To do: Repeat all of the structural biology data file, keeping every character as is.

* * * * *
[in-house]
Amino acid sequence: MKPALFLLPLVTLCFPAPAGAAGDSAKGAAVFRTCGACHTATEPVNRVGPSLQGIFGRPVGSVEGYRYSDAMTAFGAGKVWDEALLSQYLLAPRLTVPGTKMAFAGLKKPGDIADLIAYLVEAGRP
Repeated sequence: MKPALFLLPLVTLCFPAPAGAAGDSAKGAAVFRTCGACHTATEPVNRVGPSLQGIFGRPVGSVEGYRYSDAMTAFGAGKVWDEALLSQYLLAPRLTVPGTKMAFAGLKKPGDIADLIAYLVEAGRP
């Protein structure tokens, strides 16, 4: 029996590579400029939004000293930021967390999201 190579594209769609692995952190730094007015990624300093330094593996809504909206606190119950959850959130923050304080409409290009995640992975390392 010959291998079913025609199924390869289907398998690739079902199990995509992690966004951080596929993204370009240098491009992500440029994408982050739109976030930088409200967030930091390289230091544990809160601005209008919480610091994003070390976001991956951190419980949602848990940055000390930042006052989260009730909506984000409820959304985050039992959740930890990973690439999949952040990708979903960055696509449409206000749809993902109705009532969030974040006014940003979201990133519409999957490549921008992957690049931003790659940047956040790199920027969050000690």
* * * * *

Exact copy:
[in-house]
Amino acid sequence: MKPALFLLPLVTLCFPAPAGAAGDSAKGAAVFRTCGACHTATEPVNRVGPSLQGIFGRPVGSVEGYRYSDAMTAFGAGKVWDEALLSQYLLAPRLTVPGTKMAFAGLKKPGDIADLIAYLVEAGRP
Repeated sequence: MKPALFLLPLVTLCFPAPAGAAGDSAKGAAVFRTCGACHTATEPVNRVGPSLQGIFGRPVGSVEGYRYSDAMTAFGAGKVWDEALLSQYLLAPRLTVPGTKMAFAGLKKPGDIADLIAYLVEAGRP
């Protein structure tokens, strides 16, 4: 029996590579400029939004000293930021967390999201 190579594209769609692995952190730094007015990624300093330094593996809504909206606190119950959850959130923050304080409409290009995640992975390392 010959291998079913025609199924390869289907398998690739079902199990995509992690966004951080596929993204370009240098491009992500440029994408982050739109976030930088409200967030930091390289230091544990809160601005209008919480610091994003070390976001991956951190419980949602848990940055000390930042006052989260009730909506984000409820959304985050039992959740930890990973690439999949952040990708979903960055696509449409206000749809993902109705009532969030974040006014940003979201990133519409999957490549921008992957690049931003790659940047956040790199920027969050000690």